Ministry is a perennially awesome band. This was the third time I’ve seen them and though I haven’t cared too much for their last few albums it may have been my favorite performance. I loved their opener “Hail To His Majesty.” It seemed like a new song written just to mock Trump, but it turns out it’s on their most recent album From Beer To Eternity. They played a few songs from Rio Grande Blood, which is my favorite of their recent albums, but things didn’t get totally awesome until they hit the one-two punch of “N.W.O.” and “Just One Fix.” The best thing was that they’ve updated them up a little so it wasn’t the same performance I’ve already seen twice before.

Ministry

Ministry

I was shocked to hear them break into “Thieves” and “Stigmata.” I’ve never heard those songs live. I had to hand my buddy the Otep CD I’d bought so I could hop into the pit for the latter. When they left the stage and the lights didn’t come on I wondered how they could top that, but they did “Psalm 69,” “So What” and “Khyber Pass” as an encore. They wrapped up with DEVO’s “Gates of Steel.”

From there the show deteriorated to the point where it was just a commercial for Surgical Meth Machine, Al Jourgenson’s new project. The giant projector continued to play videos with some dancier music in the background. I was about to head out when I saw Uncle Al and guitarist Sin Quirin pop around the side of the stage. I managed to make my way over and get a handshake from both of them. I’m pretty sure that was the highlight of my night.

For some reason there was another band playing after Ministry, but I didn’t stay to check them out. I had been on my feet for 8 hours and still had a long drive home. I was ready to leave and I even called in sick the next day to get a little extra rest.

It was all worth it.

 

*Before you take this as an insult let me point out that I am a fan of Judas Priest. If I wished to insult you I would have compared you to Iron Maiden, who for some reason I’ve never gotten into.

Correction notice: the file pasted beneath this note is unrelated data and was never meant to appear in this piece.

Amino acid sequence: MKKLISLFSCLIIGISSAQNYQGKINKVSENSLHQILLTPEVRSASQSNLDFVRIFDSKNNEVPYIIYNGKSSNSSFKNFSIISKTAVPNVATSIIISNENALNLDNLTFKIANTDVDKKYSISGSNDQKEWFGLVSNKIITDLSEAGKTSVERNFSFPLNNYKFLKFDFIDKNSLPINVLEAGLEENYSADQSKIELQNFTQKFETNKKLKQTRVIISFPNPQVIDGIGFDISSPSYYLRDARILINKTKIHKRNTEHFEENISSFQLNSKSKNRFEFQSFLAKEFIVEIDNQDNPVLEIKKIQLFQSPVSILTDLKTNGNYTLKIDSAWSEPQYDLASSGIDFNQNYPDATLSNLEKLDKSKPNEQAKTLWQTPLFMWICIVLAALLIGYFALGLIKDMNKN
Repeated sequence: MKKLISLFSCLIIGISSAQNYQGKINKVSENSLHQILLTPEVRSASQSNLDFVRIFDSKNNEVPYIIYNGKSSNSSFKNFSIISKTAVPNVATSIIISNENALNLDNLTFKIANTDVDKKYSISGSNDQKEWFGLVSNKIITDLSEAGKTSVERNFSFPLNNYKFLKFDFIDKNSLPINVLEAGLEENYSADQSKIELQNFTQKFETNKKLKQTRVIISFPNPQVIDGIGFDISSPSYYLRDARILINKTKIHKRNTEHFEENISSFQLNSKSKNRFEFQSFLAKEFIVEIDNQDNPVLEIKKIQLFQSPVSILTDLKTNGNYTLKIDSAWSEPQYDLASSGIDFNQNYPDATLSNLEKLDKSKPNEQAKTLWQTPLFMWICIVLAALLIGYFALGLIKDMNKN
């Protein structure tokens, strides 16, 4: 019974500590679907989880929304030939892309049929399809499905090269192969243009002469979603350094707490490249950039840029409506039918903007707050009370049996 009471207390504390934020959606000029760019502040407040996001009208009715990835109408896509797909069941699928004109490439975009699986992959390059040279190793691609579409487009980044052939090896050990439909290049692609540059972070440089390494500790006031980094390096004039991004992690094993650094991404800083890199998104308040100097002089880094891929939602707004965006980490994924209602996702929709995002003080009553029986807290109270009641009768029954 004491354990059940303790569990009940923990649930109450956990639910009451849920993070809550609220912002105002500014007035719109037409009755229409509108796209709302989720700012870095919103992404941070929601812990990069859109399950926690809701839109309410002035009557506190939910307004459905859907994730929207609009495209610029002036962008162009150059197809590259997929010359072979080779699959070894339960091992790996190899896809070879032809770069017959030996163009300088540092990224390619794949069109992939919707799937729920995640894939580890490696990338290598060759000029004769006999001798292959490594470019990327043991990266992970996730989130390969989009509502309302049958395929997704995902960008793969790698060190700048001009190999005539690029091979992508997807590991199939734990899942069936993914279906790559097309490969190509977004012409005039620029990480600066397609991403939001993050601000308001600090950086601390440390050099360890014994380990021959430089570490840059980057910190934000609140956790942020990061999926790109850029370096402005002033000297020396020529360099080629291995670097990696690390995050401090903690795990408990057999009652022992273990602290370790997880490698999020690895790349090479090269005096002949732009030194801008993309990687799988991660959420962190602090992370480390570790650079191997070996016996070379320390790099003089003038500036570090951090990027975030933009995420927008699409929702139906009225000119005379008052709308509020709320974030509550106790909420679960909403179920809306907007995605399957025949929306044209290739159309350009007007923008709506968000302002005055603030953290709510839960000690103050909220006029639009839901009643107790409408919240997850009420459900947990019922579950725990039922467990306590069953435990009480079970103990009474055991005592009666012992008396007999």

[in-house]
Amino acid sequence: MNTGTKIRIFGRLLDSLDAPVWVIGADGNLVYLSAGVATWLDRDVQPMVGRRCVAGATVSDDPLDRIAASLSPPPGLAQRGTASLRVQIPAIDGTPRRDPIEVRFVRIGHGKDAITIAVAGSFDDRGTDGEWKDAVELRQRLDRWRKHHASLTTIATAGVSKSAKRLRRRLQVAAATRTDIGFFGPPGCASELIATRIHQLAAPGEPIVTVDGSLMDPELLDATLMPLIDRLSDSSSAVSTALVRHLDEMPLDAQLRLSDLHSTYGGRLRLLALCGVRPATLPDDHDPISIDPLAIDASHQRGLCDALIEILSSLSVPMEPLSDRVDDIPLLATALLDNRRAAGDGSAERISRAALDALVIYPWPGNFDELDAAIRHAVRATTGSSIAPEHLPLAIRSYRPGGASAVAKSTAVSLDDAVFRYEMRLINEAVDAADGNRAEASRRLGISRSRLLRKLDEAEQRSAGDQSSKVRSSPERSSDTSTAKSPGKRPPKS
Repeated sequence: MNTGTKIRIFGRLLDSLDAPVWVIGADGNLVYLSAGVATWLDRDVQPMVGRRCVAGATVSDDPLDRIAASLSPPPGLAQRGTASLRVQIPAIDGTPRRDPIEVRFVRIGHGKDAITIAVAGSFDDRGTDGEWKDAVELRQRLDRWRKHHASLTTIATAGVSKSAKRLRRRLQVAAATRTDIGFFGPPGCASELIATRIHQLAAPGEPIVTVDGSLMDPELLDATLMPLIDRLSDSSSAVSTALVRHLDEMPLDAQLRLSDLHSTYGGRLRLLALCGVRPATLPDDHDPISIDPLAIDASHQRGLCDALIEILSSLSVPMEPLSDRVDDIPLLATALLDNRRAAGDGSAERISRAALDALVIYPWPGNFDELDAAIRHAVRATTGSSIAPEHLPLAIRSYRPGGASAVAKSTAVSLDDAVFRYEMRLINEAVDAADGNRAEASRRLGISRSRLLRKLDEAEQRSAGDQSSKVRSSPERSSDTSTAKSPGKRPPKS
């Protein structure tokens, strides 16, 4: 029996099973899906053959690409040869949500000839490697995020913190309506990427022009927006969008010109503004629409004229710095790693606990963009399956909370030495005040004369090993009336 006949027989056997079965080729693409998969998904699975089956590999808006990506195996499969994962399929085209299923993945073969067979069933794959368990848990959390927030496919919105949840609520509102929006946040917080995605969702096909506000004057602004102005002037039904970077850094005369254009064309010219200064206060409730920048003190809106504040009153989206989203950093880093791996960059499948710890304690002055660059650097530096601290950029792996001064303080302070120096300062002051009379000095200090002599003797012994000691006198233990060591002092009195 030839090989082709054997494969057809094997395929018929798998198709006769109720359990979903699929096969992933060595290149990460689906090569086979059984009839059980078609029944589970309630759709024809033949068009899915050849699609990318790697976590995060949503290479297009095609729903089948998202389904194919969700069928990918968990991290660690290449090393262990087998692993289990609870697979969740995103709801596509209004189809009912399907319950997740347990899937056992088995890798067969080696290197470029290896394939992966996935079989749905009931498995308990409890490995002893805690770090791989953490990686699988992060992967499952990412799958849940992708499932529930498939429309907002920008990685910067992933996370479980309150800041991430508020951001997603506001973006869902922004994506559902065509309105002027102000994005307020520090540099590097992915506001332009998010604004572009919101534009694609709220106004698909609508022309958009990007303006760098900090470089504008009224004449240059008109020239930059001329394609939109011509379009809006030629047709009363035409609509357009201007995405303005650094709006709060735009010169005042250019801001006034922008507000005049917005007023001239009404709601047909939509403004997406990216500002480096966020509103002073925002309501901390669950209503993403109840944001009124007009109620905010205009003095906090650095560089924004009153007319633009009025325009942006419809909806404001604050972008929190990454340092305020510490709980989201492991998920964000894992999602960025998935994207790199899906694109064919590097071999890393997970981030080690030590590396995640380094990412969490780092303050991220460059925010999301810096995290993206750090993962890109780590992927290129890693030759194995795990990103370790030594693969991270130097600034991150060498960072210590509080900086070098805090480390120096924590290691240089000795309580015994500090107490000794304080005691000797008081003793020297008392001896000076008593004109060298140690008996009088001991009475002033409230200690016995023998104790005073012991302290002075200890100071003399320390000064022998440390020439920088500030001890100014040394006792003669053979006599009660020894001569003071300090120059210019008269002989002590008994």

**I ran into the drummer later on and made a comment about his Local H t-shirt. He told me they’ll be on tour with that band in the fall so they may be featured in another post this year.

Original Motion Picture Soundtrack ‘The Crow’


Platinum Anniversary Album Series

Here’s my latest entry in a series on albums that still rock me 20 years after their release.

The biggest influence on my musical preference after ‘Black Hole Sun’ came from a mix up with a BMG order.

BMG AdYou see children, back in the 90’s magazines would occasionally come with advertisements for music clubs like BMG or Columbia House. The way these clubs worked was that they would send you a bunch of CD’s for a penny (plus Shipping and Handling) in exchange for a commitment from you to buy a few more CD’s at the regular club price over the next few years. I always liked the deal. Plus they would always throw in bonus deals like ‘buy this months featured selection and get 2 more free.’ The only trouble was the way they would automatically send the featured selection and you would have to send it back if you didn’t want it.

Anyway… I digress.